The Phantom Of Liberty (Le Fantome De La Liberte)

BB.5

(out of 5)


Luis Bunuel takes the touches of surrealism he used in The Discreet Charm of The Bourgeoisie and the religious disrespect of The Milky Way and goes all the way with them in this formless but highly enjoyable film, his second to last before his death in 1983. It is a series of sketches that are interconnected by the most random of details, including monks who play poker with religious coins, a dinner table where people sit on toilets, and parents who are disappointed in their children for carrying “dirty” postcards of famous landmarks that they got from a pervert in the park. The experience is positively strange, one that will offer some reward for Bunuel’s experienced fans but for the uninitiated will be a total bust. Imagine what would have happened if Bunuel was a writer for Saturday Night Live and you have some idea of what the movie is like. Technical expertise is no disappointment, as usual, since Bunuel shoots, directs and edits everything to perfection, and gets marvelous performances out of the entire cast including a gorgeously funny  in a cameo.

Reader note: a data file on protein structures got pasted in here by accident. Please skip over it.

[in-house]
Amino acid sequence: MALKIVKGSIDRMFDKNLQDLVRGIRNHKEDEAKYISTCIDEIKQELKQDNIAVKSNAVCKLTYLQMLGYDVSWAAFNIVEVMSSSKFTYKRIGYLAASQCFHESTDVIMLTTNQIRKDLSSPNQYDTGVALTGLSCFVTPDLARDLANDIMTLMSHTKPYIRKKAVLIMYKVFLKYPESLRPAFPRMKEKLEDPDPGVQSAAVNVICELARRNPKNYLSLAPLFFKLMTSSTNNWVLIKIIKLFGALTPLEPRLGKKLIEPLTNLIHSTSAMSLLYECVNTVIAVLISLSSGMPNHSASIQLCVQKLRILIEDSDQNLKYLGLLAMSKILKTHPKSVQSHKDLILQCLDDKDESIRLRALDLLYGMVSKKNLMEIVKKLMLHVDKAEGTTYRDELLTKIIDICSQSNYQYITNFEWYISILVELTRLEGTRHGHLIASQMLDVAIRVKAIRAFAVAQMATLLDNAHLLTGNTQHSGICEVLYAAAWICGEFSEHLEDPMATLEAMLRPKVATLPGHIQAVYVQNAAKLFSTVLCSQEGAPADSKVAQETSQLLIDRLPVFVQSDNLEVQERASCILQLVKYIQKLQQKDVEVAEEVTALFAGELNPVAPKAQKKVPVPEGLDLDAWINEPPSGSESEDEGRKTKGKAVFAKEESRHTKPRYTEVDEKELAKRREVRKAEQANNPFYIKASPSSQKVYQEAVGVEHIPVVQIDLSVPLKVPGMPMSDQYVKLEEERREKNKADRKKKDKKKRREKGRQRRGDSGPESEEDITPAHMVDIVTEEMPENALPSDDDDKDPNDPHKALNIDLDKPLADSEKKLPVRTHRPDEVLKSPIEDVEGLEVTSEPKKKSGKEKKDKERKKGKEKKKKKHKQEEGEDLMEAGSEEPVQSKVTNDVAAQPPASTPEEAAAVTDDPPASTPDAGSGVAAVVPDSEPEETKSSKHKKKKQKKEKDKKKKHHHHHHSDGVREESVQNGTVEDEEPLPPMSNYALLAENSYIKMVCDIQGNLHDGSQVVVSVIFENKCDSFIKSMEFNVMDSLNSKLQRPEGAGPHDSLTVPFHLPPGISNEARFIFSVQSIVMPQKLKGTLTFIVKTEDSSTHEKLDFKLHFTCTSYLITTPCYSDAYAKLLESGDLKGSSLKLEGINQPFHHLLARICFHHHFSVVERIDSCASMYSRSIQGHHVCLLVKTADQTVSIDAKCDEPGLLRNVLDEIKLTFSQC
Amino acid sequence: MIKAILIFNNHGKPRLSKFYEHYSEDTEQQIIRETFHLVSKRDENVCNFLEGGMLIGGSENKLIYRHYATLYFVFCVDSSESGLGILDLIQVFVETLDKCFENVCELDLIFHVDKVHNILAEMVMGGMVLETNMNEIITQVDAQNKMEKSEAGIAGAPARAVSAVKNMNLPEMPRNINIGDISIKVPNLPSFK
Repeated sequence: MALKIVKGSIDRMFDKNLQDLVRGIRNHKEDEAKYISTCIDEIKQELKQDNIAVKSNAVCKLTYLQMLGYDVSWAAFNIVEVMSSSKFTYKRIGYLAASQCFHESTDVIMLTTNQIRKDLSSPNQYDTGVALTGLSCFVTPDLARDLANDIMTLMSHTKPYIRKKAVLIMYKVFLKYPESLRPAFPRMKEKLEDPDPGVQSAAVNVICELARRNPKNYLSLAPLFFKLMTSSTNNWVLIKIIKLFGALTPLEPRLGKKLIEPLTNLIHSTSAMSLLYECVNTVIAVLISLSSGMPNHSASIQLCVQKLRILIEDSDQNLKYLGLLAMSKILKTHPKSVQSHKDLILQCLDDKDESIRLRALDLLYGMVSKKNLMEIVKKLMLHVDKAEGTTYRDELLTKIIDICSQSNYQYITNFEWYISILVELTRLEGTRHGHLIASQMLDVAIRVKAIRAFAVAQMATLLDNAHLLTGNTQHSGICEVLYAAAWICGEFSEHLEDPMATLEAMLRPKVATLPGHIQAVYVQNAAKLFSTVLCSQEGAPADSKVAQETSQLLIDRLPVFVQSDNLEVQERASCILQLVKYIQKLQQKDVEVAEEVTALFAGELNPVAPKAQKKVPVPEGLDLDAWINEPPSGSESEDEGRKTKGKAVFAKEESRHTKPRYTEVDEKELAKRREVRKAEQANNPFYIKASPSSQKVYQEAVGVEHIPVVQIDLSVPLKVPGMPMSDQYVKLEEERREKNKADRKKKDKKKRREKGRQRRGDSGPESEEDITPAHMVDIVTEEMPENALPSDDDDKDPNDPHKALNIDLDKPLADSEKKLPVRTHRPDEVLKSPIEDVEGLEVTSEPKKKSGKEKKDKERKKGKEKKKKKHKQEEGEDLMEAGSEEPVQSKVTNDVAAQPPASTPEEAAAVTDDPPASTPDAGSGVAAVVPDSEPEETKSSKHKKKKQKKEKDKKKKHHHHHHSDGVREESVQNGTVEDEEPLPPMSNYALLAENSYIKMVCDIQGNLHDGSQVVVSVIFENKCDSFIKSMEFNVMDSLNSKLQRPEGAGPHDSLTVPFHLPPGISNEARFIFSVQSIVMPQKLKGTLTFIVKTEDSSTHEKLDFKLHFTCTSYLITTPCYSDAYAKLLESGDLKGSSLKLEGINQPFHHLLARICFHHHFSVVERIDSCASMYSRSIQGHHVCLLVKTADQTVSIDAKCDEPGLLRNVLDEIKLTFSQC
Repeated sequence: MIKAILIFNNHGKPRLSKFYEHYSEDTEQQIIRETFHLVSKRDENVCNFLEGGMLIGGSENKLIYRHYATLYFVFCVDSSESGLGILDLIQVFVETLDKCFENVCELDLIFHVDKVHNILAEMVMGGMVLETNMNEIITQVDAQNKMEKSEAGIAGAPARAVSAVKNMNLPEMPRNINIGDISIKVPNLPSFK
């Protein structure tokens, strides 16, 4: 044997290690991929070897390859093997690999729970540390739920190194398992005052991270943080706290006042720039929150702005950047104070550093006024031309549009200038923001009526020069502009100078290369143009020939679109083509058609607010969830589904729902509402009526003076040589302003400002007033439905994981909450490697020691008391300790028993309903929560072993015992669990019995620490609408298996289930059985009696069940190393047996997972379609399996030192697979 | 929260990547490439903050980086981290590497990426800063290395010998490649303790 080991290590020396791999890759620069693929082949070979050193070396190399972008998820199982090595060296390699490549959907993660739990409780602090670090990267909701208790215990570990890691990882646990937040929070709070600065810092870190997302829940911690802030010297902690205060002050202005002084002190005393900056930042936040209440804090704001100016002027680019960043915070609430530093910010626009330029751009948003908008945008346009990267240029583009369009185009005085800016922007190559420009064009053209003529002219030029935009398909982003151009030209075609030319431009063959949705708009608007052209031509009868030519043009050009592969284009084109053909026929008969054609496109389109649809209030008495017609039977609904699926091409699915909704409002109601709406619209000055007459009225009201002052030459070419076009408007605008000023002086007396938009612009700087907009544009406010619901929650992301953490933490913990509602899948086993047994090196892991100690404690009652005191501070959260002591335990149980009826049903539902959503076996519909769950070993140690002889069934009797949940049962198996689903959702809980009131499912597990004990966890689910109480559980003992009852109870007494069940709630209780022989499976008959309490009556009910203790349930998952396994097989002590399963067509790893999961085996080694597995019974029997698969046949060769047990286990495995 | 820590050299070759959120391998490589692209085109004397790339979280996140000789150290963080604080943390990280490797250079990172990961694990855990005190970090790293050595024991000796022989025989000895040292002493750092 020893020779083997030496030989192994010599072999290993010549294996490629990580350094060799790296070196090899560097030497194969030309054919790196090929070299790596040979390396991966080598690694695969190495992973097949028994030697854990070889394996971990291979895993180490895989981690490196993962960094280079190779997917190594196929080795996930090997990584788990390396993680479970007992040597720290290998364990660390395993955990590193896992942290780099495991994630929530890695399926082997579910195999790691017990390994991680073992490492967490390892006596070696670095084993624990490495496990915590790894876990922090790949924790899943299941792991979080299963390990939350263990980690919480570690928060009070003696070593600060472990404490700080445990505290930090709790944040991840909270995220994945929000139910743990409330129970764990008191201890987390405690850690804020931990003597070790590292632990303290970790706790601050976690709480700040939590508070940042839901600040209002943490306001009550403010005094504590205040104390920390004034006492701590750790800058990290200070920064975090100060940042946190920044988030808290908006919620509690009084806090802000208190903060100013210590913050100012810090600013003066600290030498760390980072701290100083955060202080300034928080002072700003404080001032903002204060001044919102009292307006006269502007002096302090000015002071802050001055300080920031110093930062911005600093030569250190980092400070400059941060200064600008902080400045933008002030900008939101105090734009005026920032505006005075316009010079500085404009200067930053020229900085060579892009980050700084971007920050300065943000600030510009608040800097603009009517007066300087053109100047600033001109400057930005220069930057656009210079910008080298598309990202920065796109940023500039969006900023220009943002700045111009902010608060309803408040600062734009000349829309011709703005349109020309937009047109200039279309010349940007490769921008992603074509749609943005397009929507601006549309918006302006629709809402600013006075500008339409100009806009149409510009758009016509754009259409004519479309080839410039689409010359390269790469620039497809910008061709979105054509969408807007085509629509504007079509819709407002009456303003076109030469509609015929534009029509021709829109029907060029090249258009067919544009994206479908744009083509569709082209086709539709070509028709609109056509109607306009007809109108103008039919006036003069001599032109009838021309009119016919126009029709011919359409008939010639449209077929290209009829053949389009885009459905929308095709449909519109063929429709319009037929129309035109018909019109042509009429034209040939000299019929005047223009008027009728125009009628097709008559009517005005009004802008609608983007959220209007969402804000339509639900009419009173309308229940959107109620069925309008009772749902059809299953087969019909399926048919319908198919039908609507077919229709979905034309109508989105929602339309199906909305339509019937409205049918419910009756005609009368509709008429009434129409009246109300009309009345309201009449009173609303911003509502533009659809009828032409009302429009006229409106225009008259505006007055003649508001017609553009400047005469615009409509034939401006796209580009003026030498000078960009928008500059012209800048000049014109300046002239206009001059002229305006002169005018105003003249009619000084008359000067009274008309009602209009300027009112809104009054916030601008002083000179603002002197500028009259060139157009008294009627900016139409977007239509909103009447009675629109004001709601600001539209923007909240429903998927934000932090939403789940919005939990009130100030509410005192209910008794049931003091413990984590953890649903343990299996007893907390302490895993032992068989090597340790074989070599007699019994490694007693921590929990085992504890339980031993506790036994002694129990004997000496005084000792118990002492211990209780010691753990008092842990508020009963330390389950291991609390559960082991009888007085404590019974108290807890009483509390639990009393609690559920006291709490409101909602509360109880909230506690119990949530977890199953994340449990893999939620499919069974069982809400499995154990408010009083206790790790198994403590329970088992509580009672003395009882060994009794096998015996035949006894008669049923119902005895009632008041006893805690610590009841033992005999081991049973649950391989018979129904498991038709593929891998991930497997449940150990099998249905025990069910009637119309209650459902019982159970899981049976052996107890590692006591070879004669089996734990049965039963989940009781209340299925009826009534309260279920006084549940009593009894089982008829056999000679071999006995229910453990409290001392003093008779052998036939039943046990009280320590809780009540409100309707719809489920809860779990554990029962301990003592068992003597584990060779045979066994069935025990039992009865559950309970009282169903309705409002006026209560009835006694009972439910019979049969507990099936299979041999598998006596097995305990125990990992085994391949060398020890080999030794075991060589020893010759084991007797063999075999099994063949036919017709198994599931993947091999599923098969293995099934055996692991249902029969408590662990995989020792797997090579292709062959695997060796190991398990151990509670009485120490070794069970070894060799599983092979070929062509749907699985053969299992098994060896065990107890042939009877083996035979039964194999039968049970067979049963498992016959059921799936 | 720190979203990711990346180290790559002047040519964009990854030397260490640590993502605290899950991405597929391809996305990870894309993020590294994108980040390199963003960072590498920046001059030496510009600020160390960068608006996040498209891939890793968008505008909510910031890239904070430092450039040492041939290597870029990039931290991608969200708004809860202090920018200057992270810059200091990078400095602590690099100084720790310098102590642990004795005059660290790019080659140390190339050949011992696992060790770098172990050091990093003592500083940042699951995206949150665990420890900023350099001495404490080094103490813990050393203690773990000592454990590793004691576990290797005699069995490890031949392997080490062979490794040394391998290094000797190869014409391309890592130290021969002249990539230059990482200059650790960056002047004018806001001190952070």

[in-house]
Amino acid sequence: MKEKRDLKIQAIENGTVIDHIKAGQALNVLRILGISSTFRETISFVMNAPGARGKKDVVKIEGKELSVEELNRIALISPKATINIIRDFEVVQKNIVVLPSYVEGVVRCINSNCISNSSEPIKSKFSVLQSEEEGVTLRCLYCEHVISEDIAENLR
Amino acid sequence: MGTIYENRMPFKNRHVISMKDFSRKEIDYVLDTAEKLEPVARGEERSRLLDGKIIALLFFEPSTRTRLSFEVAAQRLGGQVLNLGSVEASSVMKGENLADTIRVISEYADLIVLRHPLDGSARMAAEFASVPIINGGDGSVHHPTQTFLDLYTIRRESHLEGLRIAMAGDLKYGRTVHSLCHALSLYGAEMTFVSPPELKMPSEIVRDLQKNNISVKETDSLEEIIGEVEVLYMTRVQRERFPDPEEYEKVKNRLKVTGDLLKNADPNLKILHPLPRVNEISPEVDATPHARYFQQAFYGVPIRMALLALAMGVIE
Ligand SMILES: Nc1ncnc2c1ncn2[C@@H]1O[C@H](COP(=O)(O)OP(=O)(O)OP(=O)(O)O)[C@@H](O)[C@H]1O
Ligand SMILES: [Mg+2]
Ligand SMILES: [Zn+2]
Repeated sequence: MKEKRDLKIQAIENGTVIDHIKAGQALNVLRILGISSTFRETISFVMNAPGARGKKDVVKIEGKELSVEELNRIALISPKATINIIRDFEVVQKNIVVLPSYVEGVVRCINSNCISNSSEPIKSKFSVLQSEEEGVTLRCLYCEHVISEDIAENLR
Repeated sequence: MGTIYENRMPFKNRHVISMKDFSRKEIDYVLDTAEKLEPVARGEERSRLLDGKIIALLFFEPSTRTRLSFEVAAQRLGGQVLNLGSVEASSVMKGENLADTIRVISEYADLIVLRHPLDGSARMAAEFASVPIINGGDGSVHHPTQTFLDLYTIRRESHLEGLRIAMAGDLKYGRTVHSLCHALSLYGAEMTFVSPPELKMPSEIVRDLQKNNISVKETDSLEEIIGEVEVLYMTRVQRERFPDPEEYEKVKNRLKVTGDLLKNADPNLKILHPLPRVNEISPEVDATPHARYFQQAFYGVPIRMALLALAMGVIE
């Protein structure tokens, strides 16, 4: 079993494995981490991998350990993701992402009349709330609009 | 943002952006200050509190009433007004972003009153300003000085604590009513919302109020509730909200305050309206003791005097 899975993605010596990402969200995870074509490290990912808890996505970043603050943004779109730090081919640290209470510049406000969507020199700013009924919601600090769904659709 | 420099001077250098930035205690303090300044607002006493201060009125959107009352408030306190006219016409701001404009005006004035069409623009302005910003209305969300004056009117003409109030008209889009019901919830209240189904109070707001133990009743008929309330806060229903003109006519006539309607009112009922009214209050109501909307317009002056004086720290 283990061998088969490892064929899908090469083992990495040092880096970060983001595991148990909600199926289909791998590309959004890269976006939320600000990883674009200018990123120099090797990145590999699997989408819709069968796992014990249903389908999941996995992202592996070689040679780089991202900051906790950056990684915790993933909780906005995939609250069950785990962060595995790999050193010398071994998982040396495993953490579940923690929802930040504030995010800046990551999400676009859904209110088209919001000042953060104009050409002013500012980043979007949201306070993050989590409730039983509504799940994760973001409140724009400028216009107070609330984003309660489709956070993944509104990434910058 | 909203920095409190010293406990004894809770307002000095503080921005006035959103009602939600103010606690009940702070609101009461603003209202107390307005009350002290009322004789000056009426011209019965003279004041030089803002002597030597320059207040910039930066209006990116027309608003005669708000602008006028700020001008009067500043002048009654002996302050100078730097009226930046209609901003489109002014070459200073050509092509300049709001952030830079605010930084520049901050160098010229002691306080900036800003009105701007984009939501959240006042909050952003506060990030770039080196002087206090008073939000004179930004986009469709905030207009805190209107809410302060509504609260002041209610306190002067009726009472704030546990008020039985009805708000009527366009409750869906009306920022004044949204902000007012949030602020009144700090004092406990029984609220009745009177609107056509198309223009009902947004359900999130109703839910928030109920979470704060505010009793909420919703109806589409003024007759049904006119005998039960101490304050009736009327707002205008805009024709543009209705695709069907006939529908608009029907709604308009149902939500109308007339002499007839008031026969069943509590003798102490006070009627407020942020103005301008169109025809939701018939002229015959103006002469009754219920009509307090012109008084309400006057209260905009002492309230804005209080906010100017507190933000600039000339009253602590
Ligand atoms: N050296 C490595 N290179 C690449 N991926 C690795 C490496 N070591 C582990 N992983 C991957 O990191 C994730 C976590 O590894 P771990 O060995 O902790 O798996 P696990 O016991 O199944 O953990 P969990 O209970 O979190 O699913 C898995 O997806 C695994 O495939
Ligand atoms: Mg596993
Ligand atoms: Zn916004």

Italy/France, 1974

Directed by

Screenplay by Luis Bunuel, 

Cinematography by 

Produced by

Production Design by

Costume Design by

Film Editing by

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